During the Victorian Era of 1837-1901 going out badly dressed was never an option for all but the poorest in society. In the 1860s, high fashion demanded the wearing of very wide, ‘crinoline’ dresses. There were supported by a hooped affair that the unfortunate lady had to wear strapped around her middle. Then yards of heavy material in the form of an underskirt and overskirt would be worn underneath, and fastened around the hoops, After all that, the final dress would be put on by a helpful relative, or a ladies’ maid, often having to be sewn into position at the last minute.
The demand for ever smaller waists in female fashions led to some drastic measures. Corsets stiffened with whalebone (yes, from real whales) would be tightly laced around the middle, from under the breasts, to the swell of the hips. This was done with such force, it was almost impossible for the poor woman to consider doing it without help.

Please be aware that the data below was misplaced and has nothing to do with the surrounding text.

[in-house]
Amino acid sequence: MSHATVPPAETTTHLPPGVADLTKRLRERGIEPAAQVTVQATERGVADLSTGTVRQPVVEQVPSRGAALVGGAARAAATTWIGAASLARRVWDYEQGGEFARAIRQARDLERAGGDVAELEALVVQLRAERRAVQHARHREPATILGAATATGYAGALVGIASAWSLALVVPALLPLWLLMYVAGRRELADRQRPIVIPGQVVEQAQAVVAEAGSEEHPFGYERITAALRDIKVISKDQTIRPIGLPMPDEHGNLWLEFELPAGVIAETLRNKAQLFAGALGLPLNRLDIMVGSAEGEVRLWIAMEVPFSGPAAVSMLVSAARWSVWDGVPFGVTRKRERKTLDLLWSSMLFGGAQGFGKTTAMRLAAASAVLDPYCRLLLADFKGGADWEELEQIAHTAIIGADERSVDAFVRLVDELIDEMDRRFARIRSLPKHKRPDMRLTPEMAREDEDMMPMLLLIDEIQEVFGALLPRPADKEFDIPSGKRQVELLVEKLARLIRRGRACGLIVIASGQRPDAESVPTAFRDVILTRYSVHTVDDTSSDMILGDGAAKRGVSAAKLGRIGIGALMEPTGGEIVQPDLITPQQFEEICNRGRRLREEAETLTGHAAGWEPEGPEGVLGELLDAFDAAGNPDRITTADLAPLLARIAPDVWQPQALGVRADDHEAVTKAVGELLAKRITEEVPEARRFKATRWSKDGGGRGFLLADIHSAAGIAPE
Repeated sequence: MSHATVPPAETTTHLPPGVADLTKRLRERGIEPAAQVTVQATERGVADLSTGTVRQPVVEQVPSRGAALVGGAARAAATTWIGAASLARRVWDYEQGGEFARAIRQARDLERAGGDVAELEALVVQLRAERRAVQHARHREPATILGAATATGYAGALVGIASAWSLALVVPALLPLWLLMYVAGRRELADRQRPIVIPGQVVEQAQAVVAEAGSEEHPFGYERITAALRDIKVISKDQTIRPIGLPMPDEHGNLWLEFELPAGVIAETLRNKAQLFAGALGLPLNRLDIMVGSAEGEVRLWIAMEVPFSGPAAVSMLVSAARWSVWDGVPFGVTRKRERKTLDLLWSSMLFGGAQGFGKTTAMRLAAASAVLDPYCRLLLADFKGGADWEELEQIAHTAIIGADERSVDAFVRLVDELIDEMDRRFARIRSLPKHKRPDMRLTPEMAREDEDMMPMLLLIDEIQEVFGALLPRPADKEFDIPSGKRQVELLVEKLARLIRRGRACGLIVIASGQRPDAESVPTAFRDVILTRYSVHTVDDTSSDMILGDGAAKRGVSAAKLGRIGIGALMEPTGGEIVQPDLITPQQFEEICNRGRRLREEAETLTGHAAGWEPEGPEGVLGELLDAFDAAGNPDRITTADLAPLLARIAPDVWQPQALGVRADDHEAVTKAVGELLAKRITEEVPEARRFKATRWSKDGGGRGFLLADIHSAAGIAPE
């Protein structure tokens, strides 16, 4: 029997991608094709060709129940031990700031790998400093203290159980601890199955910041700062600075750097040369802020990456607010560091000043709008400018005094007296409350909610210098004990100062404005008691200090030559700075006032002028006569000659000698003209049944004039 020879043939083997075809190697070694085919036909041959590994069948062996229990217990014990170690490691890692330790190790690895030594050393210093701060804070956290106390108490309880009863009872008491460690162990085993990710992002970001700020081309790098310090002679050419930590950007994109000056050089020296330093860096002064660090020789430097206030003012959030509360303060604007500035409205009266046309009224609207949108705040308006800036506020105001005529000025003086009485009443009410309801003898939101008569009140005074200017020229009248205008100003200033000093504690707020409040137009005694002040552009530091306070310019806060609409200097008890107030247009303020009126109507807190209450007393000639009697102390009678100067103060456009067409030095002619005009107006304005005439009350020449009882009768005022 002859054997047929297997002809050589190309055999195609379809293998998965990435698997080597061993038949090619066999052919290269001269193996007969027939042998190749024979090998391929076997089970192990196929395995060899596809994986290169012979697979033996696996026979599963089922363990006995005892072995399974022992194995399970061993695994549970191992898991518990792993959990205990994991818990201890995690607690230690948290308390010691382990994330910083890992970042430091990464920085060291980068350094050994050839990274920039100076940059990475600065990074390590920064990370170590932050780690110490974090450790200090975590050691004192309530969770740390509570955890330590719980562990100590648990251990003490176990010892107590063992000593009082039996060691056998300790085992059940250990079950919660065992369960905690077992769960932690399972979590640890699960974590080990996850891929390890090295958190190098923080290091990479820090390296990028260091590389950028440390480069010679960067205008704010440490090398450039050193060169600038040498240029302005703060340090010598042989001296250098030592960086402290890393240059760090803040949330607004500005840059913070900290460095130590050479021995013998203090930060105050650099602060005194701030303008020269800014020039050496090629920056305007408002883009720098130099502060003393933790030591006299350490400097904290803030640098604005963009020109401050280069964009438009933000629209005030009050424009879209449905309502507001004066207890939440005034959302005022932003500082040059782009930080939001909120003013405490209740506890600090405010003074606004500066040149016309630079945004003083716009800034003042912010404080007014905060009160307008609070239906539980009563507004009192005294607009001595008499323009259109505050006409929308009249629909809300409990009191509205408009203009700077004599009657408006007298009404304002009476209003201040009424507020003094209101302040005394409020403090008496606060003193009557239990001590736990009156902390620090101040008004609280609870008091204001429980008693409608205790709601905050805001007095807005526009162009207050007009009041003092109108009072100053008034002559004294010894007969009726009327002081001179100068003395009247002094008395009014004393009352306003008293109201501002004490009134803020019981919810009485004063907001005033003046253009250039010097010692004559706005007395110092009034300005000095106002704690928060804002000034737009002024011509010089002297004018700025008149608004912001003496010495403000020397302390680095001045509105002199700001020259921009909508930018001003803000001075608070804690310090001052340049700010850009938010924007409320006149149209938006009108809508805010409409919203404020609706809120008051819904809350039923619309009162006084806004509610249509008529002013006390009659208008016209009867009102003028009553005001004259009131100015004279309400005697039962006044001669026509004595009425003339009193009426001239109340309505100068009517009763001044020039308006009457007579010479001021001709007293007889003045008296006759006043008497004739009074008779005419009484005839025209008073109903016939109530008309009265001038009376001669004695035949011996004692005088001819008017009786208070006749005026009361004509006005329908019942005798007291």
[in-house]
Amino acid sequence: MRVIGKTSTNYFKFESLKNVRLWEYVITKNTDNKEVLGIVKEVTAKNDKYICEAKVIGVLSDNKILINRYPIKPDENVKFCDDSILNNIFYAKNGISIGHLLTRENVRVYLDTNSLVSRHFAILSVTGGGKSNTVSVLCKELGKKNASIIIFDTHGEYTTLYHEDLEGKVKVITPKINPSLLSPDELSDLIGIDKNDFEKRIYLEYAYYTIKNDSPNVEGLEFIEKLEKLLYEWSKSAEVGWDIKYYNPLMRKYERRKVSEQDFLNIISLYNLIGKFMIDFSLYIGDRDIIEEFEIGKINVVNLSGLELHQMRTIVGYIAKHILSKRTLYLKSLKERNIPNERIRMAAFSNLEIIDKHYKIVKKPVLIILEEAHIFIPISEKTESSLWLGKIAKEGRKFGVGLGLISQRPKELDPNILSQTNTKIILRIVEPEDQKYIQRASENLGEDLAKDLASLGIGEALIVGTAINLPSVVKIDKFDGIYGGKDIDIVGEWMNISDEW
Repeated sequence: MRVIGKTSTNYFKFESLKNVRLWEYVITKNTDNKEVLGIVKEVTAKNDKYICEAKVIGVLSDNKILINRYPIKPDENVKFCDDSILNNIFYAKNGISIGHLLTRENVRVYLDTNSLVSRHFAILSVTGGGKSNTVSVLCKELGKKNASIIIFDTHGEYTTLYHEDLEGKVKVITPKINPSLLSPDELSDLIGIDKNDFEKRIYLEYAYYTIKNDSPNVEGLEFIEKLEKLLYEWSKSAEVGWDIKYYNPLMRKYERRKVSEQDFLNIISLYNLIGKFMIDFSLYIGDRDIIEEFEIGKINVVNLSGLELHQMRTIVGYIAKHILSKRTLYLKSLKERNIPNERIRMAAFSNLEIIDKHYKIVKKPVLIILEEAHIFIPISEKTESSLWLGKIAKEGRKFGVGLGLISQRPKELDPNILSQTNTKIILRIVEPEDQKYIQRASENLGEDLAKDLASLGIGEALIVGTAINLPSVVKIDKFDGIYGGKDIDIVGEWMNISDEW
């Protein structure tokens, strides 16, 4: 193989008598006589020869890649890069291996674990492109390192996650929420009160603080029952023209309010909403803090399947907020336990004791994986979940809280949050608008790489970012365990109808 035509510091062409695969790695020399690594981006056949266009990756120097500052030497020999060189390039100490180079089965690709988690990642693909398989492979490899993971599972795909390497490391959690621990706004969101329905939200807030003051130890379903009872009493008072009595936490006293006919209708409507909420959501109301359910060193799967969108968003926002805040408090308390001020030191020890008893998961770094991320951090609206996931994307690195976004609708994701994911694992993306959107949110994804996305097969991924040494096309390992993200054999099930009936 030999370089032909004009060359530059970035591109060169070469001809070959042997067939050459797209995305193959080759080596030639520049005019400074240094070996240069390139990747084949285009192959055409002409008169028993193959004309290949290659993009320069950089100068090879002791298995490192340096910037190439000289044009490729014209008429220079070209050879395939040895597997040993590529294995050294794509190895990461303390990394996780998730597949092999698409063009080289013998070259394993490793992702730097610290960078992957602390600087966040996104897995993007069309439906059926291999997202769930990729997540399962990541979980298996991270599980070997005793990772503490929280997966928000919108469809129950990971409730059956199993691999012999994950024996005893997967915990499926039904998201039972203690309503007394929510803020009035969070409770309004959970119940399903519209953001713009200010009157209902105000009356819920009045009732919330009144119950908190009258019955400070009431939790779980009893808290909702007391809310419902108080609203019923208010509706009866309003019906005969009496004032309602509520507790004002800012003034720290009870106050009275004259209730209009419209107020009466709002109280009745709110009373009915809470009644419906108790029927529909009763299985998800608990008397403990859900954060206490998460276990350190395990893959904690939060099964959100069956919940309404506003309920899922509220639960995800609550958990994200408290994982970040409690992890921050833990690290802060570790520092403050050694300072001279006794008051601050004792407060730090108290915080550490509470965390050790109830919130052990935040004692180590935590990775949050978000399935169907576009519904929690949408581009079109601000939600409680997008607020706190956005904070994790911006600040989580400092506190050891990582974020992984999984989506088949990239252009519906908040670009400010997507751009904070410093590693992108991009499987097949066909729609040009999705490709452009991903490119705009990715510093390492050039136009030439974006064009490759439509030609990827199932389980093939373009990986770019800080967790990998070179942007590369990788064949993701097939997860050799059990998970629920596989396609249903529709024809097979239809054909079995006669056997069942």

The resulting tiny waist has to be seen to be believed. Small wonder that women dressed like this could not eat, found it almost impossible to go to the toilet, and often fainted as a consequence of their internal organs being compressed unnaturally.
Men had to look good too of course. Though they might have escaped the rigours of corsets and crinolines, they were expected to wear three-piece suits in all temperatures, along with hard collars, and ties of course. And not forgetting trying to keep a heavy top hat on their head.
As well as the clothes, facial hair was the ‘mark of a man’!
So the next time you are slipping on a barely-there pair of thong panties, a baggy T-shirt, some black leggings, and flip-flops on your feet, just be grateful that you were born after 1920.